It’s true that the poor are often thought of as not having the luxury of even thinking about simplifying, or minimalism. They’re too worried about putting food on the table, or where the rent is coming from, or how to avoid creditors until the next paycheck. And there’s a lot of truth in that. But it doesn’t have to be true: anyone can pause, breathe, and decide to live differently.


Say what you will about minimalists, but if it wasn't for them who would tell the poor people of the world that they should live in smaller homes and buy fewer things? And can you believe that some poor people don't even think about how they can simplify their lives? What's with that anyway? The poor are so self-involved! Consider the people who live in these houses in Africa:

Do they really need all that thatching? Isn't it a bit excessive? They should really consider more minimalist roofing options. Why can't those three families just become minimalists, stop wasting thatching, and start sharing a single home like this?

Not only is it minimalist, but it's also "green," so those poor people can finally start helping us to "save the Earth."

Or what about these people in the Amazon?

(Is this boat really necessary?)

I bet that big house is cluttered with nets, blow guns, and bows and arrows. Can't they just downsize to something more elegant and "sustainable," give all their hunting equipment away on Craigslist, and consolidate by buying the new Apple iSpear? Seriously, if they can only count up to five then why do they need so much stuff?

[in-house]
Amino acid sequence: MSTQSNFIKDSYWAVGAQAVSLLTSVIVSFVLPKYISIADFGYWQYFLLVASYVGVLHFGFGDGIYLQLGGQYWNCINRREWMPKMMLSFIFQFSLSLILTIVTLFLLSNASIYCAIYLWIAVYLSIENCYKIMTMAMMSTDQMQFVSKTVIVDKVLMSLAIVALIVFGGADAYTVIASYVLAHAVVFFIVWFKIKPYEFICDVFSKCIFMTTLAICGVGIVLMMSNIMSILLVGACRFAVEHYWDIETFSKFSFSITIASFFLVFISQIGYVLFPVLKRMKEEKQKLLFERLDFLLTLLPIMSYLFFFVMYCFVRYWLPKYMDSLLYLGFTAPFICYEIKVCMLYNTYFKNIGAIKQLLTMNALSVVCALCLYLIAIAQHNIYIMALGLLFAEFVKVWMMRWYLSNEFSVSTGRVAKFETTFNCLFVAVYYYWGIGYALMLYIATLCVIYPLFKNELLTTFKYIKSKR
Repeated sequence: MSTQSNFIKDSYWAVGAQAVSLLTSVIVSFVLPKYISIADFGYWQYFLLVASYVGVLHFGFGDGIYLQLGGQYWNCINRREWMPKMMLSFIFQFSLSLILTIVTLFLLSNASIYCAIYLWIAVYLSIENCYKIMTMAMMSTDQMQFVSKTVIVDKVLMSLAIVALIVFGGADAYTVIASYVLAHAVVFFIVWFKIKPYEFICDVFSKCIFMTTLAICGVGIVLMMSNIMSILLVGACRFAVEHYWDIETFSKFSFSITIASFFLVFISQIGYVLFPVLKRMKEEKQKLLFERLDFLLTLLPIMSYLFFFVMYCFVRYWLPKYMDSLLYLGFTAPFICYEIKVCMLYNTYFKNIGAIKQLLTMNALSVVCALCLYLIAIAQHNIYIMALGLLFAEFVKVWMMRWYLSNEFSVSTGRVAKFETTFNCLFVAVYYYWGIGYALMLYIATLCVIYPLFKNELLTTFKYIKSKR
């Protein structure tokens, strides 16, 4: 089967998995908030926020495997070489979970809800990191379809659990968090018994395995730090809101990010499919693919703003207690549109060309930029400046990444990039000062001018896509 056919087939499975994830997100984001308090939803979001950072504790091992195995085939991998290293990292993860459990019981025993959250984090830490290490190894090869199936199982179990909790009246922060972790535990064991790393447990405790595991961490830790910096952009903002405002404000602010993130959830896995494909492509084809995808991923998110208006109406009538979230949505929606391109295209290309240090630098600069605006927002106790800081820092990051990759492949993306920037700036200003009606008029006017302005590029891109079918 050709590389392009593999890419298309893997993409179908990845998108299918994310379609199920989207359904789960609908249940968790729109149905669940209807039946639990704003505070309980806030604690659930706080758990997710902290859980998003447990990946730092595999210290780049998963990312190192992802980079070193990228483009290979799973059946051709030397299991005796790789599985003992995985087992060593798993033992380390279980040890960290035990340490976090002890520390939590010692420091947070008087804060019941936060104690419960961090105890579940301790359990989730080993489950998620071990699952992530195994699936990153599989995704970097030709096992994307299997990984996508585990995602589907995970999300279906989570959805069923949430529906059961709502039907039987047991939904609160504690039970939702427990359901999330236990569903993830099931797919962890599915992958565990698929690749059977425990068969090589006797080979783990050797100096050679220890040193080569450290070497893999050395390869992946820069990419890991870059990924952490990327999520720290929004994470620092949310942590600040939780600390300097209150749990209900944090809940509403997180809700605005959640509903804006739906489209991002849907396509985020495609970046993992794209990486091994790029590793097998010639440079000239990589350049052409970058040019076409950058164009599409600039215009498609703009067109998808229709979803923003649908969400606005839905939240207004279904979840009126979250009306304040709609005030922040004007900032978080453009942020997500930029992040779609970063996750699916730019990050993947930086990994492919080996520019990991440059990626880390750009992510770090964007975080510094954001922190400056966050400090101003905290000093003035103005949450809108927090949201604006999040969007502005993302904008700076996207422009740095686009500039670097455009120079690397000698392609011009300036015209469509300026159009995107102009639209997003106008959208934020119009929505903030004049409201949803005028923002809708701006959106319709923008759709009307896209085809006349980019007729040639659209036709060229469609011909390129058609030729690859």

If only poor people would put more thought into their lifestyle, the world would be a better and more minimalist place. Meanwhile, while poor people are frittering their lives away by working to feed themselves and their families, minimalists are reaching levels of self-denial that would amaze even the most devout yogi. Believe it or not, some of them aren't even buying iPads:

Just think about that while you're slurping thin gruel in your straw hovel.

Of course, a key component of minimalism is the bicycle, and almost all minimalists either own one or plan to own one. However, don't confuse this with actually riding the bicycle, for in the minimalist universe bicycle ownership is less about riding the bicycle and more about bragging about not using a car. Consider the author of the "mnmlist" blog, who recently moved to San Francisco and went "car-free:"

We’ve gone car-free, which is something I’ve wanted to do for a long time. It’s almost impossible to do on Guam, for many reasons, though we did manage to go car-lite while we were there. Today, we walk and take transit everywhere, and it’s easy. We plan to get bikes soon.